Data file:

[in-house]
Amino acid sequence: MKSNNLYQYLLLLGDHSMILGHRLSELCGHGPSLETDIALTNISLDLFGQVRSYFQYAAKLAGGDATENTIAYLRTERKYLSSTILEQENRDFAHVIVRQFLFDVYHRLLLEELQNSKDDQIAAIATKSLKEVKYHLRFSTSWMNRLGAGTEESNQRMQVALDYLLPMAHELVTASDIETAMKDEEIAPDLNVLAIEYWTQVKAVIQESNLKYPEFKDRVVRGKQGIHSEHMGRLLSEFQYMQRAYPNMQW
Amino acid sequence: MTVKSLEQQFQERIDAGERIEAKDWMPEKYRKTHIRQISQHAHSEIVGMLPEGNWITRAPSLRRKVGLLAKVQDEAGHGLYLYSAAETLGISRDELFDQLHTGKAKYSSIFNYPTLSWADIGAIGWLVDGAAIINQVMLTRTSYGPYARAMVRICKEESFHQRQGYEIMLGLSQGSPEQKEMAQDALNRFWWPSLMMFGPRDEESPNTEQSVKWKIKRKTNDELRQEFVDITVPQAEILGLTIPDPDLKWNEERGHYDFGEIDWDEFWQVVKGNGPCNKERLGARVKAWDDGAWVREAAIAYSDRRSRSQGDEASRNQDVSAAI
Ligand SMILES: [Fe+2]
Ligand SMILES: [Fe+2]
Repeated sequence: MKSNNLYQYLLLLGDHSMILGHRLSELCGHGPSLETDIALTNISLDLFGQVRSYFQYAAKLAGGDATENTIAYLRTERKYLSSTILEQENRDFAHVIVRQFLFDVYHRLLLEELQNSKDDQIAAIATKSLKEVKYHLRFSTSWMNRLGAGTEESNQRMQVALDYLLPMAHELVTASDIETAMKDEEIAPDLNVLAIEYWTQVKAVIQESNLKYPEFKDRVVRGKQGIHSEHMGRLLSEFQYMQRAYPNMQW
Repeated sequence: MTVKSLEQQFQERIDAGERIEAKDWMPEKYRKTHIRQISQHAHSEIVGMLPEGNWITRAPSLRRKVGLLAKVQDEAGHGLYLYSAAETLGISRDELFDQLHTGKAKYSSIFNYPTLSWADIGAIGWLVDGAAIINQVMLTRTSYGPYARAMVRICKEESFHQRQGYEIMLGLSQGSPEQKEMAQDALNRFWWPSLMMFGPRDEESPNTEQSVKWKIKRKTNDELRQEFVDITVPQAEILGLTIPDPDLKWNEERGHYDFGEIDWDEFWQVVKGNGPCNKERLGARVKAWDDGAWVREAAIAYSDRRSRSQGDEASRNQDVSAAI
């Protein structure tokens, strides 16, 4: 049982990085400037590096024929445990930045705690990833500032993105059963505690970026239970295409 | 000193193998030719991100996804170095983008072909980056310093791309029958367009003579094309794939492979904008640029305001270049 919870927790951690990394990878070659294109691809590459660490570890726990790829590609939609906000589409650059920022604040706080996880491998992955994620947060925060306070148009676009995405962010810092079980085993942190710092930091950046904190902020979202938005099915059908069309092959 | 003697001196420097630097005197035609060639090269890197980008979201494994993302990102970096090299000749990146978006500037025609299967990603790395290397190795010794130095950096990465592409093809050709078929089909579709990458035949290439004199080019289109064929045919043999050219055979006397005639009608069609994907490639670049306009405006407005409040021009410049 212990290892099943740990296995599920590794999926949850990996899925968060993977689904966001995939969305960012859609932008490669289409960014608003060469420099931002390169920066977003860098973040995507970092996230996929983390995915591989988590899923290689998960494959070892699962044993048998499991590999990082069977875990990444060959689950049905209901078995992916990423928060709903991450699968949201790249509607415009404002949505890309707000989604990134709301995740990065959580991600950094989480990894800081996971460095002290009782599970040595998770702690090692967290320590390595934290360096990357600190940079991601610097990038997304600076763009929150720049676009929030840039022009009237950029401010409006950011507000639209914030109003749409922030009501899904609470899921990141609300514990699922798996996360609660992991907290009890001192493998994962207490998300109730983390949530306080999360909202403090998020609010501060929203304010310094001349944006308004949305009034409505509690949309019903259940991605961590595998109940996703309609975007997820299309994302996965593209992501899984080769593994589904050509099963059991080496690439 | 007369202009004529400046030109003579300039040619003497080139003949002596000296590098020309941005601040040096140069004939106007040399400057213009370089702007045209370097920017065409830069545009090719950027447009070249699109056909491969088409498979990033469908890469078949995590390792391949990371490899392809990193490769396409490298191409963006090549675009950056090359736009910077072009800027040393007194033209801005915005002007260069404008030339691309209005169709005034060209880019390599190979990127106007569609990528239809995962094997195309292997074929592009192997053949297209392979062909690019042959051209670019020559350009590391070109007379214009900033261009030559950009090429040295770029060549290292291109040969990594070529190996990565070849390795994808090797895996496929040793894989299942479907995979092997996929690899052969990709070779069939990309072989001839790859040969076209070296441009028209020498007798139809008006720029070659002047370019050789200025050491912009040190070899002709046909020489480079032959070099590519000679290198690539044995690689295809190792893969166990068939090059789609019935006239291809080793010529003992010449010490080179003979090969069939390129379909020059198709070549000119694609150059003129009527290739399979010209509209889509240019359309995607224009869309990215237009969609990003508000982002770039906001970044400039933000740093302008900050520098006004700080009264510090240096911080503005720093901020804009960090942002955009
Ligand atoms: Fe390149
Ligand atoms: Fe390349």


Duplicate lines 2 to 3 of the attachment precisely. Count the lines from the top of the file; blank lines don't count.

Amino acid sequence: MKSNNLYQYLLLLGDHSMILGHRLSELCGHGPSLETDIALTNISLDLFGQVRSYFQYAAKLAGGDATENTIAYLRTERKYLSSTILEQENRDFAHVIVRQFLFDVYHRLLLEELQNSKDDQIAAIATKSLKEVKYHLRFSTSWMNRLGAGTEESNQRMQVALDYLLPMAHELVTASDIETAMKDEEIAPDLNVLAIEYWTQVKAVIQESNLKYPEFKDRVVRGKQGIHSEHMGRLLSEFQYMQRAYPNMQW
Amino acid sequence: MTVKSLEQQFQERIDAGERIEAKDWMPEKYRKTHIRQISQHAHSEIVGMLPEGNWITRAPSLRRKVGLLAKVQDEAGHGLYLYSAAETLGISRDELFDQLHTGKAKYSSIFNYPTLSWADIGAIGWLVDGAAIINQVMLTRTSYGPYARAMVRICKEESFHQRQGYEIMLGLSQGSPEQKEMAQDALNRFWWPSLMMFGPRDEESPNTEQSVKWKIKRKTNDELRQEFVDITVPQAEILGLTIPDPDLKWNEERGHYDFGEIDWDEFWQVVKGNGPCNKERLGARVKAWDDGAWVREAAIAYSDRRSRSQGDEASRNQDVSAAI